--> Skip to main content

Sadhaka In Advaita Vedanta

Sadhaka in Advaita Vedanta is a seeker of truth revealed by Vedanta. Upanishads, the Bhagavad Gita, and Brahmasutras (which are known as the prasthana-trayi and form the quintessence of Vedanta) declare that Brahman is the only Reality, the Absolute Reality ‘which is one without a second and is our real nature.” They say that whatever we see is Brahman only. By mistake we see it as multiplicity. An earnest effort for correcting this mistaken vision by change of consciousness is sadhana. One who performs this is a sadhaka.

He tries to transcend the transitory world by realizing it as the manifestation of Brahman. The uninterrupted feeling and the living experience of Brahman within and without is the goal of the sadhaka. This experience of the Absolute Reality behind everything is self realization or God-realization. One who attains this state is a seer, a man of self-realization and a man of knowledge. The sadhaka struggles to reach this state by attaining Brahman consciousness through karma (deed), bhakti (devotion) and jnana (knowledge). A person engaged in such activities without the goal to realize Brahman is not a sadhaka, because spiritual life means brahma (spiritual) consciousness and not merely spiritual activities.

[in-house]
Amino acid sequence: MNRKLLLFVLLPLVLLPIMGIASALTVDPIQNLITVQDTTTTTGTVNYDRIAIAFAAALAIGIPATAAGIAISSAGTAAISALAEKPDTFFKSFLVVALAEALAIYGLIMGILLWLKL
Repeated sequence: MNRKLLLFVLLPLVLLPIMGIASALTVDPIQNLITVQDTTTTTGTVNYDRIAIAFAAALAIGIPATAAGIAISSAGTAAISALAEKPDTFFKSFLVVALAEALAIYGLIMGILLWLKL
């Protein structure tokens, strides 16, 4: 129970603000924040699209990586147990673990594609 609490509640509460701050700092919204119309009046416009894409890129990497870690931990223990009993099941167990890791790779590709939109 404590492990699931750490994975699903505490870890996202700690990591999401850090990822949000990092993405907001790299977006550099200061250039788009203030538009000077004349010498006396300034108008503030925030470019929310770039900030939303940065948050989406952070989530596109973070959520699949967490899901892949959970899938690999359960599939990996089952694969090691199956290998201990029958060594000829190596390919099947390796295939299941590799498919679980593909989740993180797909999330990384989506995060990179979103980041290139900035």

Thus sadhana is a state of spiritual evolution. If the sadhaka is one end of the thread of perfection, a state of God-realization is the other end. The sadhaka is not satisfied by mere information about Brahman, but struggles for realization of Brahman as his own self.